When the patient started to experience shortness of breath and fainting spells, he consulted a cardiologist. He was diagnosed with hypertrophic cardiomyopathy (HCM), an inherited condition affecting 1 in 500 people in which the heart muscle thickens, compromising the heart’s ability to pump blood and beat rhythmically.
All too often, the complications of HCM are overlooked, or the disease itself is misdiagnosed or improperly treated. “HCM is the great masquerader,” explains Mark Sherrid, MD, medical director of NYU Langone’s new Hypertrophic Cardiomyopathy Program. With nearly 1,400 patients, the program is one of the largest of its kind in the country. “It looks like other cardiac diseases—and also noncardiac ones, from exercise-induced asthma to panic attacks. Moreover, the disease affects individuals differently, with a variety of symptoms.” Complicating matters, HCM can strike adolescents and young adults, in whom heart problems are not expected to arise. In the US, it’s the leading cause of sudden cardiac death among young athletes.
Treatments failed to help the patient, so he visited one cardiologist after another before finally consulting Dr. Sherrid, who asked him a simple question: “Do your symptoms get worse after eating?” The patient’s answer was an emphatic yes. Dr. Sherrid suspected that his patient’s symptoms were due to obstructed blood flow from the left ventricle, a common complication of HCM. He confirmed the diagnosis with an ultrasound technique he had developed in 2013. He then prescribed a medication whose use he had pioneered specifically to help improve ventricular blood flow in patients with HCM. The patient’s blackouts stopped, and his ability to exercise improved.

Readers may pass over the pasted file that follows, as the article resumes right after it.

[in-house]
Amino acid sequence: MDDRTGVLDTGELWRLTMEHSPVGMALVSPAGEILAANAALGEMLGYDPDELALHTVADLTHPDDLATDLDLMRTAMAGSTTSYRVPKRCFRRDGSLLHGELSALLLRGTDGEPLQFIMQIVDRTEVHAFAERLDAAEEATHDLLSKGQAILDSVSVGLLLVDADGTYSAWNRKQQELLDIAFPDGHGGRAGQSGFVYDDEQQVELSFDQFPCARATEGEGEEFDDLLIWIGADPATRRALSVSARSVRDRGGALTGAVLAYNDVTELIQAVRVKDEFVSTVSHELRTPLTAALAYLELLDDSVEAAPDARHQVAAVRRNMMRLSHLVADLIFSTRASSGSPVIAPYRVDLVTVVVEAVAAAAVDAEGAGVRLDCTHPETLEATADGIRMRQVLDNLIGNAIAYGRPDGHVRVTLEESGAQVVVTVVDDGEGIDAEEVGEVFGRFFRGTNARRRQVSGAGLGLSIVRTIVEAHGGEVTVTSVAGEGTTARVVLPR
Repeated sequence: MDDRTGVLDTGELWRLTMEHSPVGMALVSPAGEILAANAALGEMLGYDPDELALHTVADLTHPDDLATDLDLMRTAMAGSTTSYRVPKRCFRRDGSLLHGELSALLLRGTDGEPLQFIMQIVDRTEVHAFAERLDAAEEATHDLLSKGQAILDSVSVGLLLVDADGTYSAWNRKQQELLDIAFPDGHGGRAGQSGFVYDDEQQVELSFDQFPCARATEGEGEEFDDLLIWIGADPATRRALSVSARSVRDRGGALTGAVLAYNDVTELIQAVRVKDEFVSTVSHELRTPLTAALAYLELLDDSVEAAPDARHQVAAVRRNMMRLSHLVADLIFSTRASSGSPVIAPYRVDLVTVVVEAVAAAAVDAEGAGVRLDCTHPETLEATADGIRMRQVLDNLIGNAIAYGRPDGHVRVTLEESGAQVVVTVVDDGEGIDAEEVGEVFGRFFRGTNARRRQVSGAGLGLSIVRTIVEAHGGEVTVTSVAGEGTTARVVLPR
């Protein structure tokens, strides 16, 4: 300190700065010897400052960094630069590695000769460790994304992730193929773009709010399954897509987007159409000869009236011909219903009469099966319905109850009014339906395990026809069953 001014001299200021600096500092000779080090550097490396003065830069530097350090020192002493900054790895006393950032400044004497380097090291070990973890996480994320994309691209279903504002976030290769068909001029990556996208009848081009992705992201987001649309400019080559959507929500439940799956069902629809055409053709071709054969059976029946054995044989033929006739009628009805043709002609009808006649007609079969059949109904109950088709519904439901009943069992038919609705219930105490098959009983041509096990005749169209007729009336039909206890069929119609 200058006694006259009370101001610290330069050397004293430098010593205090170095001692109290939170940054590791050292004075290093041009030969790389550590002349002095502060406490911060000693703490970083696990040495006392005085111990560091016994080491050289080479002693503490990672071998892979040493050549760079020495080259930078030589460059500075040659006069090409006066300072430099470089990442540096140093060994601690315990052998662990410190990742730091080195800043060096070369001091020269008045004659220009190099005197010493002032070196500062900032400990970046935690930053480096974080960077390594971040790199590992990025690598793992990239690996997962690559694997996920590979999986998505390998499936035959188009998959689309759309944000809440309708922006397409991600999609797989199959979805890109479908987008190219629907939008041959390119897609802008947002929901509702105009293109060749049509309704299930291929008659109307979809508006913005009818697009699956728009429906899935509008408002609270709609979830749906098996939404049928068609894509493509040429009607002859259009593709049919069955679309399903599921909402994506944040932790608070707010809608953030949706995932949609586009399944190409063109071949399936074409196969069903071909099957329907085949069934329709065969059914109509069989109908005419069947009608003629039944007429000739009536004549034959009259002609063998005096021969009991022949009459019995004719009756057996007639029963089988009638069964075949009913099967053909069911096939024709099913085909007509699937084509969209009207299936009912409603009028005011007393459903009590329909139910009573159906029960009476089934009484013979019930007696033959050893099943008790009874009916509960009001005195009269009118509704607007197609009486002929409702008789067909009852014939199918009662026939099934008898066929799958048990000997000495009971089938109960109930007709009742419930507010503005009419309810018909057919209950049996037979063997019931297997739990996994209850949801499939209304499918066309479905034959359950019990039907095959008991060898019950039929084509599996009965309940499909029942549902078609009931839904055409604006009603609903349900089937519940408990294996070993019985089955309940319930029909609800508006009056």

Many patients respond well to medication. For those who don’t, there is a surgical option. The program’s surgical director, cardiac surgeon Daniel Swistel, MD, has greatly improved a procedure that thins the wall separating the right and left sides of the heart.
“HCM used to be considered a disease with a very poor prognosis and few therapeutic options,” notes Dr. Sherrid. “Now, we have methods to eliminate obstruction, alleviate symptoms, and improve quality of life. First-degree family members should be screened for the disease. With appropriate treatment, most patients can expect near-normal life expectancy.”